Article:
Scotland “punches above its weight” in its musical output – but with the stories of the country’s all-female groups at risk of being forgotten, a new film aims to celebrate and preserve the history of those pioneering girl bands.
A fundraiser has almost raised enough for the documentary team to commit to creating a definitive catalogue of photographs, interviews and audio so that the bands can tell their stories in their own words.
Carla J Easton, a Scottish singer-songwriter, recalls growing up in Carluke, South Lanarkshire, in the 90s eager to make music.
“I was desperate to be in bands. I was told, ‘You can’t be in a band, it’s cool to be the guitarist’s girlfriend, it’s cool to be in the audience’,” she said.
Despite going to gigs as a young teenager, Easton said, it wasn’t until she was 20 years old that she saw a woman in a band live on stage.
She formed TeenCanteen, an all-girl band, and then went searching for her sonic predecessors. When a filmmaker friend asked her why there were so few all-female groups in the scene she said it was her “hold my pint moment”.
“For years, I’d been trying to find the bands that had come before TeenCanteen and I realised how difficult it was. You could track down the names, but you couldn’t source the music.”
It was in that moment that the project, titled Since Yesterday: The Unsung Pioneers of Scottish Pop, was born.
The feature-length documentary, co-directed by Easton and filmmaker Blair Young and produced by Miranda Stern and production company The Forest of Black, charts the social impact of women making music collectively in a male-dominated industry.
Easton wants it to be the kind of film she wishes she could have seen as a teenager. One that would have inspired her in the face of experiences like having her high-school group’s lyrics, accidentally left in the practice room, shared around and mocked.
“You have to question why; the talent is there, the support is there in the local scene but there is some hurdle in the industry,” she said.
“You don’t set out to make a documentary to address all that, these questions just start to arise.”
The documentary explores Scottish groups who recorded John Peel sessions, opened for The Beatles and The Sex Pistols, and featured Jimmy Page’s guitar-playing on a record.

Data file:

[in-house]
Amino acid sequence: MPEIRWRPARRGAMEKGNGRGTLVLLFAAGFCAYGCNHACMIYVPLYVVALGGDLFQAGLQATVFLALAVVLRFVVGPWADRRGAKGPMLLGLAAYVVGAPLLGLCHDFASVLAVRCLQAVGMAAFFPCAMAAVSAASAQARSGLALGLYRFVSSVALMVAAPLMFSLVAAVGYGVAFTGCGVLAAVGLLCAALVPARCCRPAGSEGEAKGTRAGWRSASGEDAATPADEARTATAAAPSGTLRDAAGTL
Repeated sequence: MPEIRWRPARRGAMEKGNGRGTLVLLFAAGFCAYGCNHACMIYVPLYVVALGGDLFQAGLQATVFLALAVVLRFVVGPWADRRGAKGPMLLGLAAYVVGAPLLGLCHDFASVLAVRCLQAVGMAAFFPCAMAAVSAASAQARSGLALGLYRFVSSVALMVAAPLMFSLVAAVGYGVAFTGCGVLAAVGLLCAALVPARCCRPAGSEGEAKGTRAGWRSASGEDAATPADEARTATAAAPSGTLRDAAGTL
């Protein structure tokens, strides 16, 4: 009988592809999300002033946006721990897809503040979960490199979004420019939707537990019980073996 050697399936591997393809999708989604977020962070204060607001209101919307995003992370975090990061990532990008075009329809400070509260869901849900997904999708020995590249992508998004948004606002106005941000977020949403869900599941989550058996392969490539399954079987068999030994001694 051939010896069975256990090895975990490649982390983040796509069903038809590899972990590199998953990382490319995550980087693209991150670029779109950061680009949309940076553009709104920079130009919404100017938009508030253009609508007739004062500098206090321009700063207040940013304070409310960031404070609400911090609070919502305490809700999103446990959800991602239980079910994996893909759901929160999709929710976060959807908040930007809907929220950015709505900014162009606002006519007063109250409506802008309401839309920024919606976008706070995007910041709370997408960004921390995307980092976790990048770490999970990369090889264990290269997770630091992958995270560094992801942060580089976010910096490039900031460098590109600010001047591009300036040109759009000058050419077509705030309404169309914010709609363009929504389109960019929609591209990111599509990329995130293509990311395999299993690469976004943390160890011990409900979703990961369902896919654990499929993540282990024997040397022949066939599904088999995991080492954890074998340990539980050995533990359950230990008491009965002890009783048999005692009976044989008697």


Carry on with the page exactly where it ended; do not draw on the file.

It also hears of the challenges the musicians faced in what remains to this day a male-dominated industry.
It highlights issues such as sexual assault, being fired for becoming a parent and comments about physical appearance.
Interviews with members of bands like The McKinleys, who supported The Rolling Stones at Wembley, Strawberry Switchblade, who reached the top ten with their track Since Yesterday, and The Twinsets, who were performing gigs at Edinburgh’s Saughton prison at just 21, have been gathered over the last few years.
Now the team want to overcome the last hurdle in bringing their stories to the screen. A Kickstarter is gathering donations to secure as much archive material as possible.
The aim is to create a reference for contemporary performers and aspiring musicians to learn about the history of the art form through the stories of bands like The Ettes, Lungleg, Sophisticated Boom Boom, His Latest Flame, The Hedrons, TeenCanteen and others.
With backers from all over the world, Easton notes that the story of all-female groups being written out of music history is a global one.
She said: “For a small country we punch above our weight with international reach and influence.
“You kind of hope one of the knock-on effects is someone will look at the bands around them in the scene in their country, in France, Germany, England.”
To find out more or donate to the documentary’s fundraiser click here.
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